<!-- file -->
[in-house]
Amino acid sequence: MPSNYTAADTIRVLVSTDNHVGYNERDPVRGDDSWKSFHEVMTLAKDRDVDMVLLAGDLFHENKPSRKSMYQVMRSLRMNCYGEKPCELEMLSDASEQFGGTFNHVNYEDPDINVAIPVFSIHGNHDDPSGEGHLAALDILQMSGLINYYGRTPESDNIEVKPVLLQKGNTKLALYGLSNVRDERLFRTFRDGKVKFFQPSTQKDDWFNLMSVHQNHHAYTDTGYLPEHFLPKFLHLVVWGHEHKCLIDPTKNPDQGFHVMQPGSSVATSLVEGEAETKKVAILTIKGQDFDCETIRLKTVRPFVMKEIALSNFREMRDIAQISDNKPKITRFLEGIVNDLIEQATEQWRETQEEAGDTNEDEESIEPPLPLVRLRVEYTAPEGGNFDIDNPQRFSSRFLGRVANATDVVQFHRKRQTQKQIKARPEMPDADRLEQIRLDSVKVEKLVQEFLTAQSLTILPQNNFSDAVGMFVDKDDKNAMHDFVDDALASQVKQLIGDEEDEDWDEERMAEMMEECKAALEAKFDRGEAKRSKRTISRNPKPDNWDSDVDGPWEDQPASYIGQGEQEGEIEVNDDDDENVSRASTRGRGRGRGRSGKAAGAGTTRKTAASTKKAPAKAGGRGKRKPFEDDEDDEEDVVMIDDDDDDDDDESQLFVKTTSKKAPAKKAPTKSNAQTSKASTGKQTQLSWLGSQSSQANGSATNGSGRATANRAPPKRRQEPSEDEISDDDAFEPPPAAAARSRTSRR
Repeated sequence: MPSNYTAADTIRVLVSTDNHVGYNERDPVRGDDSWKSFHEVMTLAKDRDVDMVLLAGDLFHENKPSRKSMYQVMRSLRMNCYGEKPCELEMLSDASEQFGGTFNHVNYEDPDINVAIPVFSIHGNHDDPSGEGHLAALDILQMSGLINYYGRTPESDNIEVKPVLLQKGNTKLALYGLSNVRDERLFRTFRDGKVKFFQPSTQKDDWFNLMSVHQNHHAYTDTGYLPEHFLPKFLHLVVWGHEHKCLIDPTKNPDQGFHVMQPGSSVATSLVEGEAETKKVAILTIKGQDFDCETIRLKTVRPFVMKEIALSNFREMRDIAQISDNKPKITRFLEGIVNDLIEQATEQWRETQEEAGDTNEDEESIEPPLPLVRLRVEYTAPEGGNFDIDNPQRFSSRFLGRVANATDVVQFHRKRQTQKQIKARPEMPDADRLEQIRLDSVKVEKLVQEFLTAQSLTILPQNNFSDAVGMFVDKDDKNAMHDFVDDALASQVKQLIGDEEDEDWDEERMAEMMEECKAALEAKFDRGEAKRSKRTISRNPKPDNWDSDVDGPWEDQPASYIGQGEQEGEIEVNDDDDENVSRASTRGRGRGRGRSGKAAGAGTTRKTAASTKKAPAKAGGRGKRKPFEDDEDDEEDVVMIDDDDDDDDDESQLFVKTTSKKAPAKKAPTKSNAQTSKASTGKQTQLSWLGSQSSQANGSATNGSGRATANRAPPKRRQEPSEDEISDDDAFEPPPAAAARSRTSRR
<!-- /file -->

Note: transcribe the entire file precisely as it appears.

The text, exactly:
[in-house]
Amino acid sequence: MPSNYTAADTIRVLVSTDNHVGYNERDPVRGDDSWKSFHEVMTLAKDRDVDMVLLAGDLFHENKPSRKSMYQVMRSLRMNCYGEKPCELEMLSDASEQFGGTFNHVNYEDPDINVAIPVFSIHGNHDDPSGEGHLAALDILQMSGLINYYGRTPESDNIEVKPVLLQKGNTKLALYGLSNVRDERLFRTFRDGKVKFFQPSTQKDDWFNLMSVHQNHHAYTDTGYLPEHFLPKFLHLVVWGHEHKCLIDPTKNPDQGFHVMQPGSSVATSLVEGEAETKKVAILTIKGQDFDCETIRLKTVRPFVMKEIALSNFREMRDIAQISDNKPKITRFLEGIVNDLIEQATEQWRETQEEAGDTNEDEESIEPPLPLVRLRVEYTAPEGGNFDIDNPQRFSSRFLGRVANATDVVQFHRKRQTQKQIKARPEMPDADRLEQIRLDSVKVEKLVQEFLTAQSLTILPQNNFSDAVGMFVDKDDKNAMHDFVDDALASQVKQLIGDEEDEDWDEERMAEMMEECKAALEAKFDRGEAKRSKRTISRNPKPDNWDSDVDGPWEDQPASYIGQGEQEGEIEVNDDDDENVSRASTRGRGRGRGRSGKAAGAGTTRKTAASTKKAPAKAGGRGKRKPFEDDEDDEEDVVMIDDDDDDDDDESQLFVKTTSKKAPAKKAPTKSNAQTSKASTGKQTQLSWLGSQSSQANGSATNGSGRATANRAPPKRRQEPSEDEISDDDAFEPPPAAAARSRTSRR
Repeated sequence: MPSNYTAADTIRVLVSTDNHVGYNERDPVRGDDSWKSFHEVMTLAKDRDVDMVLLAGDLFHENKPSRKSMYQVMRSLRMNCYGEKPCELEMLSDASEQFGGTFNHVNYEDPDINVAIPVFSIHGNHDDPSGEGHLAALDILQMSGLINYYGRTPESDNIEVKPVLLQKGNTKLALYGLSNVRDERLFRTFRDGKVKFFQPSTQKDDWFNLMSVHQNHHAYTDTGYLPEHFLPKFLHLVVWGHEHKCLIDPTKNPDQGFHVMQPGSSVATSLVEGEAETKKVAILTIKGQDFDCETIRLKTVRPFVMKEIALSNFREMRDIAQISDNKPKITRFLEGIVNDLIEQATEQWRETQEEAGDTNEDEESIEPPLPLVRLRVEYTAPEGGNFDIDNPQRFSSRFLGRVANATDVVQFHRKRQTQKQIKARPEMPDADRLEQIRLDSVKVEKLVQEFLTAQSLTILPQNNFSDAVGMFVDKDDKNAMHDFVDDALASQVKQLIGDEEDEDWDEERMAEMMEECKAALEAKFDRGEAKRSKRTISRNPKPDNWDSDVDGPWEDQPASYIGQGEQEGEIEVNDDDDENVSRASTRGRGRGRGRSGKAAGAGTTRKTAASTKKAPAKAGGRGKRKPFEDDEDDEEDVVMIDDDDDDDDDESQLFVKTTSKKAPAKKAPTKSNAQTSKASTGKQTQLSWLGSQSSQANGSATNGSGRATANRAPPKRRQEPSEDEISDDDAFEPPPAAAARSRTSRR